MONKEY AROUND; RECORD ANGLING.
WHEN things are quiet on the salmon front, why not resort to some monkey business and a bit of roly-poly?
This isn't a joke. The monkey is an increasingly popular spring and summer salmon fly. And, as every trout angler knows, the roly-poly is a method of quickly stripping a fly in.
Some salmon anglers are now combining the monkey and the roly-poly to lure fish from their lies.
The monkey got its name because it was originally tied with a long wing from the hair of a colobus monkey.
Chinese goat hair is a great substitute - and, as I have discovered, so is the long, black hair from my springer spaniel.
The long-winged Dee Monkey is one of the favourite varieties. Tie it on a bare aluminium, plastic, copper or bottle tube with bucktail and four strands of mirror flash crystal hair, all of which is overlaid with a much longer length of black goat hair.
Use yellow Arctic fox for the throat and finish off with jungle cock cheeks. Now you're all set to fish your Dee Monkey in conjunction with a sinking line.
The first technique is to cast square across the river. Do not mend but allow the current to create a downstream belly on your line, which quickens up the fly's rate of travel.
The second technique is again to perform a square cast but mend downstream to speed up the fly even more.
Then there is the roly-poly. Again perform a long cast, mend downstream and then tuck the rod under your armpit while you strip the fly back, pulling the line in hand over hand.
Try all three techniques one after the other, then take a few paces downstream and start all over again.
The takes are usually pretty savage and often visual.
Sometimes you will get chase, and a boil, without the salmon fastening on.
Even if you don't hook it, it's heart-stoppingly exciting.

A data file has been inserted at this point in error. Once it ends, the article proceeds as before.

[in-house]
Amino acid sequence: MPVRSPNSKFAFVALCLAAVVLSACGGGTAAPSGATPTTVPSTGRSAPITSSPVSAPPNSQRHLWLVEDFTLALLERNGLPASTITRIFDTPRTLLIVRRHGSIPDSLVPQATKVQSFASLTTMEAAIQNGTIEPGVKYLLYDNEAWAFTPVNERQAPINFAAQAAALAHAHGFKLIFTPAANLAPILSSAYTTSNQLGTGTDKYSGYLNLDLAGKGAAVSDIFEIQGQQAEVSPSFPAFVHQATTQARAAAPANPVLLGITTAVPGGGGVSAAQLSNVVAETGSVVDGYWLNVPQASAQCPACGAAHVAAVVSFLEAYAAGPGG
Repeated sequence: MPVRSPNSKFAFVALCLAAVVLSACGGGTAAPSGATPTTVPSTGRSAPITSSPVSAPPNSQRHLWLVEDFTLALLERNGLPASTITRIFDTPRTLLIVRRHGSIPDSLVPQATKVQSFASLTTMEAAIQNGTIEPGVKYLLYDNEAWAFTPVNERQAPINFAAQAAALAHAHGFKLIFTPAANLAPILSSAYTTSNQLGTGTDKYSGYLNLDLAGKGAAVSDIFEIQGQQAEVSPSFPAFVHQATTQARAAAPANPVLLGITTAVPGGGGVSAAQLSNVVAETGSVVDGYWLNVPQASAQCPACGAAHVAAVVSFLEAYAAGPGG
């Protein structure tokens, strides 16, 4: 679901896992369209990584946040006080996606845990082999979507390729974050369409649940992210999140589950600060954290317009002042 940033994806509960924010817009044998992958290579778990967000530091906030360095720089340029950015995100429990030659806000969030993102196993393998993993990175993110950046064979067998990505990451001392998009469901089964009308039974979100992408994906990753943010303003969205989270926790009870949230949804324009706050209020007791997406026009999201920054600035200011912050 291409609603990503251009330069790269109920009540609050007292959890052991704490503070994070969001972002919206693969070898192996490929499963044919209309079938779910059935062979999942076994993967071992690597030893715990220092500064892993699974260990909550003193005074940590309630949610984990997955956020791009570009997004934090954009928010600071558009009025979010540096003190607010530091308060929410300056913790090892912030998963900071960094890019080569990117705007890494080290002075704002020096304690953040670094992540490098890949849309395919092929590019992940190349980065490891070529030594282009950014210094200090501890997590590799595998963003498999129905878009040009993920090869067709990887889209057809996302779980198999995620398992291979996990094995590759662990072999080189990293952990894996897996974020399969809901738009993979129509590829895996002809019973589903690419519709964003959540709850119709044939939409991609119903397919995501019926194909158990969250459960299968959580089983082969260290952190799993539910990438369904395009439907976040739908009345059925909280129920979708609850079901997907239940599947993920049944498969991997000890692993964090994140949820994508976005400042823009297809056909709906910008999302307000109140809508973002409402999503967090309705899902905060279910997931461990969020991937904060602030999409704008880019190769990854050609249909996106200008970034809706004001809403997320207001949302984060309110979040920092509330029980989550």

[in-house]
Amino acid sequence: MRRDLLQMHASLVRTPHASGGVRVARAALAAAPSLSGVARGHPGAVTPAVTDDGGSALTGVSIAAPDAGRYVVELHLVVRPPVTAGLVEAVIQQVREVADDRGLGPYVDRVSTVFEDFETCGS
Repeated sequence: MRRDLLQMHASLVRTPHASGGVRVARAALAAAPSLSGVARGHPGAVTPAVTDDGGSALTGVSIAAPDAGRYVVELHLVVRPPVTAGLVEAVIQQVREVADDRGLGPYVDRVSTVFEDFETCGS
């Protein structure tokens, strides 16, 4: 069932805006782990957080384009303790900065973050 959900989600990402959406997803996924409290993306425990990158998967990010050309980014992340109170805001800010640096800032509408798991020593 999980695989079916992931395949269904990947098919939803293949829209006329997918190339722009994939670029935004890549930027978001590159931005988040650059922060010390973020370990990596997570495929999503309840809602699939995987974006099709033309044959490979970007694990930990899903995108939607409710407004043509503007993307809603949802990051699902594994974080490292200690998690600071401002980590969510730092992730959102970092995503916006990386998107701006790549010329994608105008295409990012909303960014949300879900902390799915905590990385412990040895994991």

LOIS Brown was embroiled in a 30-minute battle with her first-ever salmon on the mighty River Tay.
But perseverance paid off for the 14-year-old from Kidderminster, Worcestershire, who was on holiday in Scotland.
When the salmon finally slipped into ghillie George McInnes's net, it turned out to be a monster.
At 44 inches long, the huge fish was estimated to weigh 33lbs.
It was released back into the river after being photographed.
You will shortly be receiving details of your fantastic rod and reel prize, courtesy of top UK tackle makers, Daiwa, our Fish of the Week sponsors.
THE chance of an early smoothie or two should add a little spice to the Peever Easter Open, to be fished at Kirkcudbright on Sunday.
The recent good weather has encouraged the crabs to start peeling, so the smooth-hounds shouldn't be far behind.
Otherwise there are plenty of thornbacks being taken in the area, along will the usual dogs and flounders, so there should be some good bags in prospect.
Registration will take place at the Gordon House Hotel from 8 to 9am, with fishing from 10am to 4pm.
BARRY Morgan will probably start as shortpriced favourite for the next J.B.Angling sweep on Orchil, after notching up his third win from four starts with a net of 87lb-plus.
Jim Hillhouse scaled 51lb 11oz for second, with Brian Docherty senior in third and Martin Pearson, who managed to find the bigger fish, close behind in fourth.
Mike Weed took the final match of the Springwater DT Winter League with a net of 20lb 6oz.
But it was his son, Ewan, who finished top of the table.